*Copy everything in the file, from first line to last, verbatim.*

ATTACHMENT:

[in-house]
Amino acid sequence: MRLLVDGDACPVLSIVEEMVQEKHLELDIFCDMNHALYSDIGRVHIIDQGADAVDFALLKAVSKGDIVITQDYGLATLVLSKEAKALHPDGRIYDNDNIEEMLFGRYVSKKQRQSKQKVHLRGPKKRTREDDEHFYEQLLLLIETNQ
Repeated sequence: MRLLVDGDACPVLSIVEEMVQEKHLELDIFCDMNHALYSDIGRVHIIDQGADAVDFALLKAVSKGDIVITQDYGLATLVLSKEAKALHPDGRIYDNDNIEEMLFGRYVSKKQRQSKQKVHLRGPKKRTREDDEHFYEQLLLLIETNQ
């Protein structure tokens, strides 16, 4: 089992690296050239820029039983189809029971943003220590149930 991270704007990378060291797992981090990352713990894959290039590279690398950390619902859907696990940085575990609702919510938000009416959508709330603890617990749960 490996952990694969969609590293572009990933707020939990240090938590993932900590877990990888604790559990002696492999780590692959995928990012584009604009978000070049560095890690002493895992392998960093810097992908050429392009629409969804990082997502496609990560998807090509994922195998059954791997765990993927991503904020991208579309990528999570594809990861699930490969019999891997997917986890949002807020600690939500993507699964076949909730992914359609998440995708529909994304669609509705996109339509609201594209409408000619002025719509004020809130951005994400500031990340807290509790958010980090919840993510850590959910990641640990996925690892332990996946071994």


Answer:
[in-house]
Amino acid sequence: MRLLVDGDACPVLSIVEEMVQEKHLELDIFCDMNHALYSDIGRVHIIDQGADAVDFALLKAVSKGDIVITQDYGLATLVLSKEAKALHPDGRIYDNDNIEEMLFGRYVSKKQRQSKQKVHLRGPKKRTREDDEHFYEQLLLLIETNQ
Repeated sequence: MRLLVDGDACPVLSIVEEMVQEKHLELDIFCDMNHALYSDIGRVHIIDQGADAVDFALLKAVSKGDIVITQDYGLATLVLSKEAKALHPDGRIYDNDNIEEMLFGRYVSKKQRQSKQKVHLRGPKKRTREDDEHFYEQLLLLIETNQ
């Protein structure tokens, strides 16, 4: 089992690296050239820029039983189809029971943003220590149930 991270704007990378060291797992981090990352713990894959290039590279690398950390619902859907696990940085575990609702919510938000009416959508709330603890617990749960 490996952990694969969609590293572009990933707020939990240090938590993932900590877990990888604790559990002696492999780590692959995928990012584009604009978000070049560095890690002493895992392998960093810097992908050429392009629409969804990082997502496609990560998807090509994922195998059954791997765990993927991503904020991208579309990528999570594809990861699930490969019999891997997917986890949002807020600690939500993507699964076949909730992914359609998440995708529909994304669609509705996109339509609201594209409408000619002025719509004020809130951005994400500031990340807290509790958010980090919840993510850590959910990641640990996925690892332990996946071994």